Commissioner’s statement focuses on medical devices
With each week seemingly comes another news update of a data breach, hack, or other cyber-related activity that compromises the sensitive information of thousands—sometimes millions—of Americans. The medical community has not been immune to this activity.
“In recent years, we’ve witnessed the far-reaching and negative consequences of successful cyber campaigns on organizations,” FDA commissioner Scott Gottlieb said last week in a statement. “Victims include financial institutions, government agencies, and now health care systems. Even when medical devices are not being deliberately targeted, if these products are connected to a hospital network, such as radiologic imaging equipment, they may be impacted.”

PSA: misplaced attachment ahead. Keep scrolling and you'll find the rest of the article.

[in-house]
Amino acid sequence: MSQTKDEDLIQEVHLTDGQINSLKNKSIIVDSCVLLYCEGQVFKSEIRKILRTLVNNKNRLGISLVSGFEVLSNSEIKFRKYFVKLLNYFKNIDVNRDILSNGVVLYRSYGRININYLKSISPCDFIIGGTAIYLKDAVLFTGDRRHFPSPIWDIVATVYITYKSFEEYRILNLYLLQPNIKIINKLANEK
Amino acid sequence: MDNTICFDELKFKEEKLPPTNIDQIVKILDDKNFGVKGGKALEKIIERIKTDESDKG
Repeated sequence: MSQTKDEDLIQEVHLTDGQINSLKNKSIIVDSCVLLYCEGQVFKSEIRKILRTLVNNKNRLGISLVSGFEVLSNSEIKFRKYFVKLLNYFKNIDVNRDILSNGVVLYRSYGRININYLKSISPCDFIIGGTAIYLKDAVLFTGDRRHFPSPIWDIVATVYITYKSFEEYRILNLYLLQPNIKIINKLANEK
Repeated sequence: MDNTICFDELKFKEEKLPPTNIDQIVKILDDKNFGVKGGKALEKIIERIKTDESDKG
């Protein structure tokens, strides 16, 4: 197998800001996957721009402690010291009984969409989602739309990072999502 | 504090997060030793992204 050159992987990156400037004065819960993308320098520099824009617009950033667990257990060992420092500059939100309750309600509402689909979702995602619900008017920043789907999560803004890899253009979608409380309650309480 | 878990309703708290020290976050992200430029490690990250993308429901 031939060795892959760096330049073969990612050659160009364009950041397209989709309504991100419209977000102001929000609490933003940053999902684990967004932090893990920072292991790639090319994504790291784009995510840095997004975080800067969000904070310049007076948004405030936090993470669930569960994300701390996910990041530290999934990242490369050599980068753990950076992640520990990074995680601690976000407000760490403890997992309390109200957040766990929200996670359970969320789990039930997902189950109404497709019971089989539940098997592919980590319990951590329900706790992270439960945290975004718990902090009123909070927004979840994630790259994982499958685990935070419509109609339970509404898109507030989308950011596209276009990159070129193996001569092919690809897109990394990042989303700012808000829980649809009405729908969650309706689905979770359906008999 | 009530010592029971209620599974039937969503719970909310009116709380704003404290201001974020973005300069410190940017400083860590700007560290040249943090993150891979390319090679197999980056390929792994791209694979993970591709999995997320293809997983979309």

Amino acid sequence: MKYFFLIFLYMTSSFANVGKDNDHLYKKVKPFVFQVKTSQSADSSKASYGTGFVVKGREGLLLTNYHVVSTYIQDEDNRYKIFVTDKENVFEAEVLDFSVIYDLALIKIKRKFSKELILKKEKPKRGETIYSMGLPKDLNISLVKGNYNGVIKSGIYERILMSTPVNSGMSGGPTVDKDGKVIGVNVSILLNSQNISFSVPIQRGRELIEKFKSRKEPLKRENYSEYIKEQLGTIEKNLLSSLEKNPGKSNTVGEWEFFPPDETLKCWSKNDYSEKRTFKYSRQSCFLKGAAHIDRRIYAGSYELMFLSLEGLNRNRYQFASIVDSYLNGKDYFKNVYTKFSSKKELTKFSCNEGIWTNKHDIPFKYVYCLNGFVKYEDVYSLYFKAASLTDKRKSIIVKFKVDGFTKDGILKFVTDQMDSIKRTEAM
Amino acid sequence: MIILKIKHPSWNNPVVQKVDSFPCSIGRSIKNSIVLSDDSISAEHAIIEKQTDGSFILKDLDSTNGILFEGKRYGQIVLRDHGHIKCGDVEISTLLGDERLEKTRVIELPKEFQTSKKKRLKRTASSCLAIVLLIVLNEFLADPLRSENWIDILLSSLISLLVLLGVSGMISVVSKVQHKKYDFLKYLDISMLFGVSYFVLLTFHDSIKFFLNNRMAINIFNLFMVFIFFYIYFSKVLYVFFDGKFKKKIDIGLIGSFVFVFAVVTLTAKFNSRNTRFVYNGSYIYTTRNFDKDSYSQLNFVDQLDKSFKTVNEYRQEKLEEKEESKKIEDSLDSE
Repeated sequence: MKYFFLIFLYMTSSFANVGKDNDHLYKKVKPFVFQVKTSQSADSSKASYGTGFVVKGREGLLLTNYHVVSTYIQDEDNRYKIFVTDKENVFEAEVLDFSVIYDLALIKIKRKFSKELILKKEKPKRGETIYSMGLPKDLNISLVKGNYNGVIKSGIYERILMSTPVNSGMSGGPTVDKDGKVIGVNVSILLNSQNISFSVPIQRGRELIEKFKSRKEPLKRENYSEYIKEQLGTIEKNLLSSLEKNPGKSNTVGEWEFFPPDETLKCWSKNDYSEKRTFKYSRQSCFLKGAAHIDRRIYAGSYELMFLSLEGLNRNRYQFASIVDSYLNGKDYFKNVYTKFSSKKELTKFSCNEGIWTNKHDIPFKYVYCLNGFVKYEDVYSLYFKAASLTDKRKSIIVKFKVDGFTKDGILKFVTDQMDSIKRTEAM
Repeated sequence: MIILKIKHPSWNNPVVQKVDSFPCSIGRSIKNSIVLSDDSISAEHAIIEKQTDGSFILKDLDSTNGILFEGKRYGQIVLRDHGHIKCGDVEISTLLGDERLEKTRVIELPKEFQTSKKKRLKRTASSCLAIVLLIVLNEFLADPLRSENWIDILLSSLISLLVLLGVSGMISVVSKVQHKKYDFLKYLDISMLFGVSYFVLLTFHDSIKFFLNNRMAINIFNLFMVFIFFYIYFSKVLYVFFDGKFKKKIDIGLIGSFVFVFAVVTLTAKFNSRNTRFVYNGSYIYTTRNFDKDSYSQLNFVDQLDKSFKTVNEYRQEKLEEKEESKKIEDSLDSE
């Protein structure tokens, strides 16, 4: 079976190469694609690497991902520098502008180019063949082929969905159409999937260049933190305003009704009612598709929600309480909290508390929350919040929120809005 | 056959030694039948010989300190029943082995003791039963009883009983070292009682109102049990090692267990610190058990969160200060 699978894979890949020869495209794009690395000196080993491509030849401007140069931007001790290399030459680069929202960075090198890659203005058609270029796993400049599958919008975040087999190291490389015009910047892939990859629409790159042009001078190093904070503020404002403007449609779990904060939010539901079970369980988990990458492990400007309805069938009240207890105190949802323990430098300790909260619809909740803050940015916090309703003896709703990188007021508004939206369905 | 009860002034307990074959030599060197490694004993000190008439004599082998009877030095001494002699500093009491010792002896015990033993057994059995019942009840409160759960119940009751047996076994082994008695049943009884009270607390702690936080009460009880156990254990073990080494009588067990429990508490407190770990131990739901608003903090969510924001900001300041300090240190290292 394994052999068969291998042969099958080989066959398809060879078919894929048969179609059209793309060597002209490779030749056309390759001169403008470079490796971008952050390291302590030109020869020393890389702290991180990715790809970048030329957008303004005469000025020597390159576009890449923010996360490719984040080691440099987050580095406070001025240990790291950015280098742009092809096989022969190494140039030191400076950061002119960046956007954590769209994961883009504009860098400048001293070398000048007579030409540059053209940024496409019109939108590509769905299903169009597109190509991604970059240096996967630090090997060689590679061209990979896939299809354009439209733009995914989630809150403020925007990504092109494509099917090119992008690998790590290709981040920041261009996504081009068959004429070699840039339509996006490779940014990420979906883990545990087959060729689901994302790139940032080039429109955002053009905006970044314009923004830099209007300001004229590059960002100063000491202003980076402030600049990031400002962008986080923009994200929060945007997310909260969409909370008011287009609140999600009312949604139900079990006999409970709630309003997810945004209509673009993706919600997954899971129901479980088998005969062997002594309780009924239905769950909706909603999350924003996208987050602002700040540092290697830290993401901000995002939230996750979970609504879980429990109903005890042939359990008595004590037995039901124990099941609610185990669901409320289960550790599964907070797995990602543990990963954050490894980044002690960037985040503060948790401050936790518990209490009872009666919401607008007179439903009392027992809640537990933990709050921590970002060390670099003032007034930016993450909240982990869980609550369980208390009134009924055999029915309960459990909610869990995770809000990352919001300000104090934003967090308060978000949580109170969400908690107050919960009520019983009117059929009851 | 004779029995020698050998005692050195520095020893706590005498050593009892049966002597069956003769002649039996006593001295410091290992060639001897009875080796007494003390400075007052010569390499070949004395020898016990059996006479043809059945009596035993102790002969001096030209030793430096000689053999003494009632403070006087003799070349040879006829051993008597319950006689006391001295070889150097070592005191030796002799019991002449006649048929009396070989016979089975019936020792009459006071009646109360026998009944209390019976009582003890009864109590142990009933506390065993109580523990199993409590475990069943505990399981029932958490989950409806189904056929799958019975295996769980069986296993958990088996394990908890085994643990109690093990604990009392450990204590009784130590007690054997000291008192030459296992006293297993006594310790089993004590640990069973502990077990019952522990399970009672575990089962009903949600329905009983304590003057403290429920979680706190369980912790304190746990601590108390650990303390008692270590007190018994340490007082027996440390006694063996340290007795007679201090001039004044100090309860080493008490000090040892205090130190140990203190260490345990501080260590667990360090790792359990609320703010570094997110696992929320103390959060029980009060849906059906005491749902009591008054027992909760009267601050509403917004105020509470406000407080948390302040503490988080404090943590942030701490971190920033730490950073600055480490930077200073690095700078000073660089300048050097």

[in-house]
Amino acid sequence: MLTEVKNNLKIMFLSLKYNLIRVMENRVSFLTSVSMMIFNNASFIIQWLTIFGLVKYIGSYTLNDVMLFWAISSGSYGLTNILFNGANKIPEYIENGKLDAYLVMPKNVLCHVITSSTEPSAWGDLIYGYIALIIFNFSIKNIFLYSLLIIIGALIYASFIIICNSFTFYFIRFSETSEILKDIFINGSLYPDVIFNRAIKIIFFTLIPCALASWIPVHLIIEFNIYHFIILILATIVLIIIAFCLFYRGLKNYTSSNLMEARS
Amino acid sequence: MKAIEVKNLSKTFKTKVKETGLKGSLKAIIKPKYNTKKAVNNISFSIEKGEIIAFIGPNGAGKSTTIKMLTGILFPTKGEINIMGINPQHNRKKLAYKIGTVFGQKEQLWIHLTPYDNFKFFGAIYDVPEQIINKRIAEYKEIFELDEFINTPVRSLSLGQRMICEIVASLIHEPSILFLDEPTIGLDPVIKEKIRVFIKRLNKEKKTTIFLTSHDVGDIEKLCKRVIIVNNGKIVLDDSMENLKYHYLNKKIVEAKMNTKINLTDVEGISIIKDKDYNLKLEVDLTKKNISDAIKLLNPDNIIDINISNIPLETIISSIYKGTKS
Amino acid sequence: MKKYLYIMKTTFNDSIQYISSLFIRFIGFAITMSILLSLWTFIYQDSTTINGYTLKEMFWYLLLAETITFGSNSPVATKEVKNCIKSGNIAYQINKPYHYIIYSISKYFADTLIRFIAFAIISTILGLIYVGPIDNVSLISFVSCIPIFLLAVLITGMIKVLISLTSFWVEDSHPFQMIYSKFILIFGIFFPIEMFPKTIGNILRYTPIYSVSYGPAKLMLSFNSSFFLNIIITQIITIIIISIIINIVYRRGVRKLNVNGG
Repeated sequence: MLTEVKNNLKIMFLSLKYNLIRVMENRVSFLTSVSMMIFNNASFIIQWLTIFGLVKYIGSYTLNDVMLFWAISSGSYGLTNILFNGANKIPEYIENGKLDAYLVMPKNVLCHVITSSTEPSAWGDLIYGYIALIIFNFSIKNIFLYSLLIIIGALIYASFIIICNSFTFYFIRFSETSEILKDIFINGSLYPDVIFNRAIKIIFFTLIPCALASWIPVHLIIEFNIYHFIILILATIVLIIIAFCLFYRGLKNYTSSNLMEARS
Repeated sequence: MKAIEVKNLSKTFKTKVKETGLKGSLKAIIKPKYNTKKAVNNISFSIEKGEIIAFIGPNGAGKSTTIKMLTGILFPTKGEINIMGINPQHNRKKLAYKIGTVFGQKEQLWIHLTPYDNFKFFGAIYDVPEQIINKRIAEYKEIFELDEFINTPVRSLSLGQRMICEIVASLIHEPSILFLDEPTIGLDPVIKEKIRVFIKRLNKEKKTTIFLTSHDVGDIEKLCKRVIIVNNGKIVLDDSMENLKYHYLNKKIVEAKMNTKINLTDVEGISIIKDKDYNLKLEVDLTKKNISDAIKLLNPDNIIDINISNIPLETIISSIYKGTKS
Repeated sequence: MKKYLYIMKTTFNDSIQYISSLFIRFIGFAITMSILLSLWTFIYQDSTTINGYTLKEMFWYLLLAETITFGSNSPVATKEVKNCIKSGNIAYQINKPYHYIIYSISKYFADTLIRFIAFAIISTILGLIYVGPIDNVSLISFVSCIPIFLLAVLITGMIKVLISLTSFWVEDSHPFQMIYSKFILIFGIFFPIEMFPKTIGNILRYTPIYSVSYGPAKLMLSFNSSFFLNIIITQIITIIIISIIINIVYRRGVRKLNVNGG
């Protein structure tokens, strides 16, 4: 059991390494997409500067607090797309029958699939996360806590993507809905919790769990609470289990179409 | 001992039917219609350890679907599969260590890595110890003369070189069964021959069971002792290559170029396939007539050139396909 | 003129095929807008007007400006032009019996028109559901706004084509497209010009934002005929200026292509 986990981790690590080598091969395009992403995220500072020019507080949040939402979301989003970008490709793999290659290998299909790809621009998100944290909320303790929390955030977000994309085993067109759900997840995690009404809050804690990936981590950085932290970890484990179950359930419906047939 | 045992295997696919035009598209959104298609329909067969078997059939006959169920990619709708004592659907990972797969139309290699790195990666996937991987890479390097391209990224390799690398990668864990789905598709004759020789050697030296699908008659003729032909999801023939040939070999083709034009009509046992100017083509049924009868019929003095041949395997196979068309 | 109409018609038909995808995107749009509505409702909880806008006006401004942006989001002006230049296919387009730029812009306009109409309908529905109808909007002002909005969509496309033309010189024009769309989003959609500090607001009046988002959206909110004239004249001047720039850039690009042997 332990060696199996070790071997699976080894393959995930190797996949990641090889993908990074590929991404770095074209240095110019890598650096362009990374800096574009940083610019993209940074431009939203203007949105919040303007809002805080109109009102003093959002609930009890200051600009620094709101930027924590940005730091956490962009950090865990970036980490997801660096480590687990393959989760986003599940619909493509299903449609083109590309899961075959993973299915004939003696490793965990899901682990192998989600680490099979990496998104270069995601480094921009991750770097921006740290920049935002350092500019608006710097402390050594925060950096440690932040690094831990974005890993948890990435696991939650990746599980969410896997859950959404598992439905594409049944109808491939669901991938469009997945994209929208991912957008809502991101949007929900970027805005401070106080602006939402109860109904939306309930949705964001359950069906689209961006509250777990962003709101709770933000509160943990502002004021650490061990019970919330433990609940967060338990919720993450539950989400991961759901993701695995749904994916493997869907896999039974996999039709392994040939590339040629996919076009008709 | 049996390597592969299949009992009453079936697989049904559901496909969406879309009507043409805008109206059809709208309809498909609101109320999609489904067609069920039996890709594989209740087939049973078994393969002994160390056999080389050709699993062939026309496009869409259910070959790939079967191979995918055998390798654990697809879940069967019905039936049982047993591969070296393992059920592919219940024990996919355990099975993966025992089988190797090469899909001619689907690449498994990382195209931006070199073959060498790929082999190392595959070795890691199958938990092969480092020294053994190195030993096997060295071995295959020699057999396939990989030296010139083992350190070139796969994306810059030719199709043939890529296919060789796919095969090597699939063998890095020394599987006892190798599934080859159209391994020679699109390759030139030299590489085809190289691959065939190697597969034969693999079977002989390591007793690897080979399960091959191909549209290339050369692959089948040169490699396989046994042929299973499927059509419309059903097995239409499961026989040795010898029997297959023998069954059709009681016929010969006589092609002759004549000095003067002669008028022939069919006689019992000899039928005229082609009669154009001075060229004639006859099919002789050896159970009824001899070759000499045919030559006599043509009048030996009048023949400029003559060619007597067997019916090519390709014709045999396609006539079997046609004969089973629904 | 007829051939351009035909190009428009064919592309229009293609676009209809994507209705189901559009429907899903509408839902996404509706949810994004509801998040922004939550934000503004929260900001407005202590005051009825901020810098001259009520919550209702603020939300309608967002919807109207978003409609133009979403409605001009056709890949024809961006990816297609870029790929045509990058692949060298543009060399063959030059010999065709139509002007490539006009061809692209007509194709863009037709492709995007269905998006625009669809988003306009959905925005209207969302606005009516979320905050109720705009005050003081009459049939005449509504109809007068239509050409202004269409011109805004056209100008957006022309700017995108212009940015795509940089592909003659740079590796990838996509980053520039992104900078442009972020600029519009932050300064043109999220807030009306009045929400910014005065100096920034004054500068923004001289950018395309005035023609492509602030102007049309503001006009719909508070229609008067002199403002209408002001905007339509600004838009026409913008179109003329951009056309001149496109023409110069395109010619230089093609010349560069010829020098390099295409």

According to Gottlieb, cybersecurity researchers, often referred to as “white hat hackers,” have identified device vulnerabilities in non-clinical, research-based settings. They’ve shown how individuals could gain the capability to exploit these same weaknesses, thereby acquiring access and control of medical devices.
Thus, in conjunction with the MITRE Corporation, Gottlieb and the FDA announced the launch of a plan to promote cybersecurity readiness. But he stressed the importance of avoiding overreliance of government agencies for security.
Every stakeholder—manufacturers, hospitals, health care providers, cybersecurity researchers and government entities – all have a unique role to play in addressing these modern challenges,” he concluded. “That’s why the FDA has long been committed to working hard with various stakeholders to stay a step ahead of constantly evolving cybersecurity vulnerabilities.”